Carmack Preemption – Brentzel v. Fairfax Transfer& Storage, Inc.

Vandeventer Black LLP

In a recent unpublished Fourth Circuit decision, Brentzel v. Fairfax Transfer& Storage, Inc., the broad preemptive force of the Carmack Amendment was reiterated and held sufficient to preempt a plaintiff’s state law tort claim. No. 21-1025, 2021 U.S. App. LEXIS 38522 (4th Cir. Dec. 29, 2021).

Plaintiff Cathy Brentzel appealed the district court’s motion to dismiss arguing that the district court erred in determining that 49 U.S.C. § 14706 – the Carmack Amendment to the Interstate Commerce Act – preempted her state law conversion claim. Brentzel filed suit against Fairfax Transfer and Storage for the alleged loss and theft of household goods – including a ring and $10,000 cash– transported from her Virginia residence to her Washington D.C. main residence, about one-third of which were never delivered. Among other things, the complaint alleged vicarious liability for conversion of the items never delivered. The district court found that the state law claim was preempted by the Carmack Amendment.

On appeal, Brentzel argued that Fairfax’s conduct was “so extreme that they constituted an abandonment of the ‘contract of carriage’ and were criminal in nature” and that such a departure from the standard of care excepted the case from the preclusive effect of the Carmack Amendment. The Fourth Circuit, however, affirmed the district court ruling and noting the Carmack Amendment’s “preemptive force is exceedingly broad” and holding specifically that “state law conversion claims are preempted.”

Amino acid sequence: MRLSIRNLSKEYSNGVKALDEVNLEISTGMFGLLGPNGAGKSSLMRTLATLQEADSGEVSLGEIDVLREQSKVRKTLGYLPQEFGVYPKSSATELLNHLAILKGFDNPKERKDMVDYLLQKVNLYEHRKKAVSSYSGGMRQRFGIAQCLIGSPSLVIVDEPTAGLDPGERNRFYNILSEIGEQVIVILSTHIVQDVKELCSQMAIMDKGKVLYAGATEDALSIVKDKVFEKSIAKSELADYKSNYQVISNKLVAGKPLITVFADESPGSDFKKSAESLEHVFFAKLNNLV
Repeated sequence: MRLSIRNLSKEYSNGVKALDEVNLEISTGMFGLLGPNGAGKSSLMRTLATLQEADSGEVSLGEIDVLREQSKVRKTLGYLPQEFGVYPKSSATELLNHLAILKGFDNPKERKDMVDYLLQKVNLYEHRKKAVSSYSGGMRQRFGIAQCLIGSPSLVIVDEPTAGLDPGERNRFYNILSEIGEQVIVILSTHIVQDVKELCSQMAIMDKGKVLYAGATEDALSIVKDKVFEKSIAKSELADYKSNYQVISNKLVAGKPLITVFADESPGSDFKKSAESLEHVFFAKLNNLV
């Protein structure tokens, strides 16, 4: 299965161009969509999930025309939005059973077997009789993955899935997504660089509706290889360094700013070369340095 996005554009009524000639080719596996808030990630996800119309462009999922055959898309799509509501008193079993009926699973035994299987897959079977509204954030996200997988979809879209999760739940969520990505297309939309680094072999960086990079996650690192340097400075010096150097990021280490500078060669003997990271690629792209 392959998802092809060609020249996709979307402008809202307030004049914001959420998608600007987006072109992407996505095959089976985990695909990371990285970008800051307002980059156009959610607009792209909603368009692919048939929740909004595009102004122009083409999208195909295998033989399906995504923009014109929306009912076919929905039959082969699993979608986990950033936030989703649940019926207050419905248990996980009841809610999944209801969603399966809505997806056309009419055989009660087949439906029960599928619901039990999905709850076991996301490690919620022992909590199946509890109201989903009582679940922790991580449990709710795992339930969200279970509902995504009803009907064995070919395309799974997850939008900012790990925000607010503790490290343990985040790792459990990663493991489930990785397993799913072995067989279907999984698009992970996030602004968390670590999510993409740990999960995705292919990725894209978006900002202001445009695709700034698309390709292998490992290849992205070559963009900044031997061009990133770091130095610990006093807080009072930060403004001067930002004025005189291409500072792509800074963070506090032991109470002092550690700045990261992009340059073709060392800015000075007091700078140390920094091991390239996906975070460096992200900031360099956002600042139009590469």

The Fourth Circuit explained that the Carmack Amendment broadly “embraces all losses resulting from any failure to discharge a carrier’s duty as to any part of the agreed transportation.” As such, its broad language encompassed theft or criminal conduct and the court held that Brentzel failed to point to any exception to preemption based on the type of conduct alleged and rejected Brentzel’s arguments, conforming to similar holdings by other circuits.

This unpublished Fourth Circuit decision serves to affirm the broad application of the federal statute and its preemptive force in relation to state law claims.

DISCLAIMER: Because of the generality of this update, the information provided herein may not be applicable in all situations and should not be acted upon without specific legal advice based on particular situations.

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